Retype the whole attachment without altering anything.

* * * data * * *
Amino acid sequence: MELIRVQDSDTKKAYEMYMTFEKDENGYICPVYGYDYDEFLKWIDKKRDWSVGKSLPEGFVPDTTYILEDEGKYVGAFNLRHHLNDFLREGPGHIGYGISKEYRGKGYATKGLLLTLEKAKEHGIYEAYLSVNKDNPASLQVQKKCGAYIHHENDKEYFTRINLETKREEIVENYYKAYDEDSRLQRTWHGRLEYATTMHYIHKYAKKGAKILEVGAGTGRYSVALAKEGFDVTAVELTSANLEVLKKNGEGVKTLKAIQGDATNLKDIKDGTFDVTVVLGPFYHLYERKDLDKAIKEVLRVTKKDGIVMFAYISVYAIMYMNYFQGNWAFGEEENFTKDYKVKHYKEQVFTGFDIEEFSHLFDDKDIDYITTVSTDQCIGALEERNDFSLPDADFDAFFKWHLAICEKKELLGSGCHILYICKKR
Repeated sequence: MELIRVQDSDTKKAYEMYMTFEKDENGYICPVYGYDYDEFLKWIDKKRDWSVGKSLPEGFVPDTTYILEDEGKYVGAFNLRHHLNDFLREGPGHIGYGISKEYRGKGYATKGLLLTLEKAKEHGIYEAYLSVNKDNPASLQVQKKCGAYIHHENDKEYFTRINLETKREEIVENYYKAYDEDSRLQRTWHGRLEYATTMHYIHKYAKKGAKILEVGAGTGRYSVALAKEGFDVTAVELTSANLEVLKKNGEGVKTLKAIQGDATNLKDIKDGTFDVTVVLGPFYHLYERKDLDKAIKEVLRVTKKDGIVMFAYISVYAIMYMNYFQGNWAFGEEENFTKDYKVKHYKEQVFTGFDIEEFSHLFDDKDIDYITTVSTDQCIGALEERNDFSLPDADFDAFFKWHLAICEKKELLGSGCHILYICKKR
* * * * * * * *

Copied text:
Amino acid sequence: MELIRVQDSDTKKAYEMYMTFEKDENGYICPVYGYDYDEFLKWIDKKRDWSVGKSLPEGFVPDTTYILEDEGKYVGAFNLRHHLNDFLREGPGHIGYGISKEYRGKGYATKGLLLTLEKAKEHGIYEAYLSVNKDNPASLQVQKKCGAYIHHENDKEYFTRINLETKREEIVENYYKAYDEDSRLQRTWHGRLEYATTMHYIHKYAKKGAKILEVGAGTGRYSVALAKEGFDVTAVELTSANLEVLKKNGEGVKTLKAIQGDATNLKDIKDGTFDVTVVLGPFYHLYERKDLDKAIKEVLRVTKKDGIVMFAYISVYAIMYMNYFQGNWAFGEEENFTKDYKVKHYKEQVFTGFDIEEFSHLFDDKDIDYITTVSTDQCIGALEERNDFSLPDADFDAFFKWHLAICEKKELLGSGCHILYICKKR
Repeated sequence: MELIRVQDSDTKKAYEMYMTFEKDENGYICPVYGYDYDEFLKWIDKKRDWSVGKSLPEGFVPDTTYILEDEGKYVGAFNLRHHLNDFLREGPGHIGYGISKEYRGKGYATKGLLLTLEKAKEHGIYEAYLSVNKDNPASLQVQKKCGAYIHHENDKEYFTRINLETKREEIVENYYKAYDEDSRLQRTWHGRLEYATTMHYIHKYAKKGAKILEVGAGTGRYSVALAKEGFDVTAVELTSANLEVLKKNGEGVKTLKAIQGDATNLKDIKDGTFDVTVVLGPFYHLYERKDLDKAIKEVLRVTKKDGIVMFAYISVYAIMYMNYFQGNWAFGEEENFTKDYKVKHYKEQVFTGFDIEEFSHLFDDKDIDYITTVSTDQCIGALEERNDFSLPDADFDAFFKWHLAICEKKELLGSGCHILYICKKR